During the past decade, Alaska Department of Fish and Game has sponsored a predator control program that has killed at least 90 wolves that had home ranges within Yukon-Charley Rivers National Preserve, according to a report that says the National Park Service was forced to end a more than 20-year research project on predator-prey relationships due to those losses.
Fires, fire danger, and pretty big crowds will greet visitors in some corners of the National Park System this holiday weekend, and park officials are asking for both patience and great care while you're enjoying the parks.
The National Park Service is partnering with the University of Alaska Fairbanks to offer field courses in Gates of the Arctic National Park and Preserve and Yukon-Charley Rivers National Preserve this summer.
New units to the National Park System, a face-off over concession fees at Grand Canyon National Park that impacted nearly a quarter of the park system, and even the basic relevancy of national parks were among the top stories of 2014 involving the park system.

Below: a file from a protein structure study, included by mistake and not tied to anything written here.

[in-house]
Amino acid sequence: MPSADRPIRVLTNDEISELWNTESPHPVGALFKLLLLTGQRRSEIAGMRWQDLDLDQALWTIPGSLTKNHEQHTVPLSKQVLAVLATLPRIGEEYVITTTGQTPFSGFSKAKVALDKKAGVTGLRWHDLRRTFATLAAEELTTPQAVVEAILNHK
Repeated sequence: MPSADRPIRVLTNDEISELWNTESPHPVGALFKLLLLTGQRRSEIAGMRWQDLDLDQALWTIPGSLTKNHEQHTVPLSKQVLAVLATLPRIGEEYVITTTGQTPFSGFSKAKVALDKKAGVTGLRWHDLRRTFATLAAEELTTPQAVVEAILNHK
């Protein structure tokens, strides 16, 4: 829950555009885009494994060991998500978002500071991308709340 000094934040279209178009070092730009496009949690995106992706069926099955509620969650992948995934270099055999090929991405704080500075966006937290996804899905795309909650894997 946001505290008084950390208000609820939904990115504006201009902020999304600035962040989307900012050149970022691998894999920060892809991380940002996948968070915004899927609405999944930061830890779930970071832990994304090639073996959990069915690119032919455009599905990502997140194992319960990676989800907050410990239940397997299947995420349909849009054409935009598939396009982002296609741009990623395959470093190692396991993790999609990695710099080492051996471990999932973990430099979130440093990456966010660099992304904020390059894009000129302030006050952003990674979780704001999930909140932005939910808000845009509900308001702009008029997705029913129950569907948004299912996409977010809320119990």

National Park Service officials, looking to offset the recent liberalization of Alaska state hunting regulations, are proposing regulations that aim to better protect predators from hunters. The comment period on the proposed regulations runs out Wednesday.
Alaska Fish and Game Department employees, who in the past have gunned down wolves that roam outside of Yukon-Charley Rivers National Preserve, have wiped out an entire pack that has claimed the preserve as part of its territory.
A gravel bar at Yukon-Charley Rivers National Preserve that long has been used by bush pilots is no longer safe for planes to land upon, according to park officials. Going forward, the National Park Service will not take responsibility for pilots who decide to land there.
In Alaska, where about 80 percent of the landscape has been identified as being permafrost, National Park Service scientists are working with several partners to inventory those lands to better monitor climate-change impacts.